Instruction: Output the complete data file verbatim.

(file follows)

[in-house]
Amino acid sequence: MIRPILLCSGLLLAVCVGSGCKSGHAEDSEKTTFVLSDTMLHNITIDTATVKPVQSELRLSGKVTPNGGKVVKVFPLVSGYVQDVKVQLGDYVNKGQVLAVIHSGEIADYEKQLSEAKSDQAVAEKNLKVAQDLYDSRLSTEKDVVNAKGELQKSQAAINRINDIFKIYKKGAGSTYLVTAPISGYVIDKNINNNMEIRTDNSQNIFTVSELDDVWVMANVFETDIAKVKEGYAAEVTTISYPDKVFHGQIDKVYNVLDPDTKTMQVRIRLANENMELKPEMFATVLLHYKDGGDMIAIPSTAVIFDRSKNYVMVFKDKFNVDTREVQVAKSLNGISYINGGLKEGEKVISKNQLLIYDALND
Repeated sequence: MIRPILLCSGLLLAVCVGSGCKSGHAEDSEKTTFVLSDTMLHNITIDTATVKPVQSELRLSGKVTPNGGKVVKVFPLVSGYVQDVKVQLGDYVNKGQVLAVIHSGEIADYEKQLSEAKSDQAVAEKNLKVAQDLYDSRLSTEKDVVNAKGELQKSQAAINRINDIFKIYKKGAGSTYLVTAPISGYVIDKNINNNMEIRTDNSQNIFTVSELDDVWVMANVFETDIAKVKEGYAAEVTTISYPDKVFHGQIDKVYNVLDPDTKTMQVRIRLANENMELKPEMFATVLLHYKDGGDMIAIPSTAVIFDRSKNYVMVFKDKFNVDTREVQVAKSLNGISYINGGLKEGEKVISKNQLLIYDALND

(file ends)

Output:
[in-house]
Amino acid sequence: MIRPILLCSGLLLAVCVGSGCKSGHAEDSEKTTFVLSDTMLHNITIDTATVKPVQSELRLSGKVTPNGGKVVKVFPLVSGYVQDVKVQLGDYVNKGQVLAVIHSGEIADYEKQLSEAKSDQAVAEKNLKVAQDLYDSRLSTEKDVVNAKGELQKSQAAINRINDIFKIYKKGAGSTYLVTAPISGYVIDKNINNNMEIRTDNSQNIFTVSELDDVWVMANVFETDIAKVKEGYAAEVTTISYPDKVFHGQIDKVYNVLDPDTKTMQVRIRLANENMELKPEMFATVLLHYKDGGDMIAIPSTAVIFDRSKNYVMVFKDKFNVDTREVQVAKSLNGISYINGGLKEGEKVISKNQLLIYDALND
Repeated sequence: MIRPILLCSGLLLAVCVGSGCKSGHAEDSEKTTFVLSDTMLHNITIDTATVKPVQSELRLSGKVTPNGGKVVKVFPLVSGYVQDVKVQLGDYVNKGQVLAVIHSGEIADYEKQLSEAKSDQAVAEKNLKVAQDLYDSRLSTEKDVVNAKGELQKSQAAINRINDIFKIYKKGAGSTYLVTAPISGYVIDKNINNNMEIRTDNSQNIFTVSELDDVWVMANVFETDIAKVKEGYAAEVTTISYPDKVFHGQIDKVYNVLDPDTKTMQVRIRLANENMELKPEMFATVLLHYKDGGDMIAIPSTAVIFDRSKNYVMVFKDKFNVDTREVQVAKSLNGISYINGGLKEGEKVISKNQLLIYDALND